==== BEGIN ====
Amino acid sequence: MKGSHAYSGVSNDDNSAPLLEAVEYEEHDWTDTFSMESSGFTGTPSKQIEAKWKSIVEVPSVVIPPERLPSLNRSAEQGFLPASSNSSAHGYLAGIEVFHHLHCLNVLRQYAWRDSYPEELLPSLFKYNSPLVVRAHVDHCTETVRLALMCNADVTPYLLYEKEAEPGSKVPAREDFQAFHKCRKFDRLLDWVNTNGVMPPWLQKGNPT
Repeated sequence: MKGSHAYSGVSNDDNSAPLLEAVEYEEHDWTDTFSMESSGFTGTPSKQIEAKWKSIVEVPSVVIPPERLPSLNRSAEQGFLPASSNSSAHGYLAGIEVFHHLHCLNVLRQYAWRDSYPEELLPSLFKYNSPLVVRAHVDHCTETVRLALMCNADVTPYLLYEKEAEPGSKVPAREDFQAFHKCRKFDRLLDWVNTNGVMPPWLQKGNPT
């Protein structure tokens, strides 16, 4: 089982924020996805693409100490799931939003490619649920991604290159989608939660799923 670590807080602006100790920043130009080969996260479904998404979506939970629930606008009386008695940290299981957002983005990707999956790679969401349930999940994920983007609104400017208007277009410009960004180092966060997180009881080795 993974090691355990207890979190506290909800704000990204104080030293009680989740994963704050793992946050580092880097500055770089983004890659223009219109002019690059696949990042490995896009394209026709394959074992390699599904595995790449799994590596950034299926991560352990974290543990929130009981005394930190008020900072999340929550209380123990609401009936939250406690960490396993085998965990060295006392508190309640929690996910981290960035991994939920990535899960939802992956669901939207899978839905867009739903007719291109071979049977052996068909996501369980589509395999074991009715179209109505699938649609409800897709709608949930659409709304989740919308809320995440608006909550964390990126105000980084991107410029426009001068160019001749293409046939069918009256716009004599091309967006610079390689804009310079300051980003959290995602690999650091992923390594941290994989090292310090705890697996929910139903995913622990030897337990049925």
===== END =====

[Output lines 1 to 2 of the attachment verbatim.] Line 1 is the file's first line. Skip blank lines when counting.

Amino acid sequence: MKGSHAYSGVSNDDNSAPLLEAVEYEEHDWTDTFSMESSGFTGTPSKQIEAKWKSIVEVPSVVIPPERLPSLNRSAEQGFLPASSNSSAHGYLAGIEVFHHLHCLNVLRQYAWRDSYPEELLPSLFKYNSPLVVRAHVDHCTETVRLALMCNADVTPYLLYEKEAEPGSKVPAREDFQAFHKCRKFDRLLDWVNTNGVMPPWLQKGNPT
Repeated sequence: MKGSHAYSGVSNDDNSAPLLEAVEYEEHDWTDTFSMESSGFTGTPSKQIEAKWKSIVEVPSVVIPPERLPSLNRSAEQGFLPASSNSSAHGYLAGIEVFHHLHCLNVLRQYAWRDSYPEELLPSLFKYNSPLVVRAHVDHCTETVRLALMCNADVTPYLLYEKEAEPGSKVPAREDFQAFHKCRKFDRLLDWVNTNGVMPPWLQKGNPT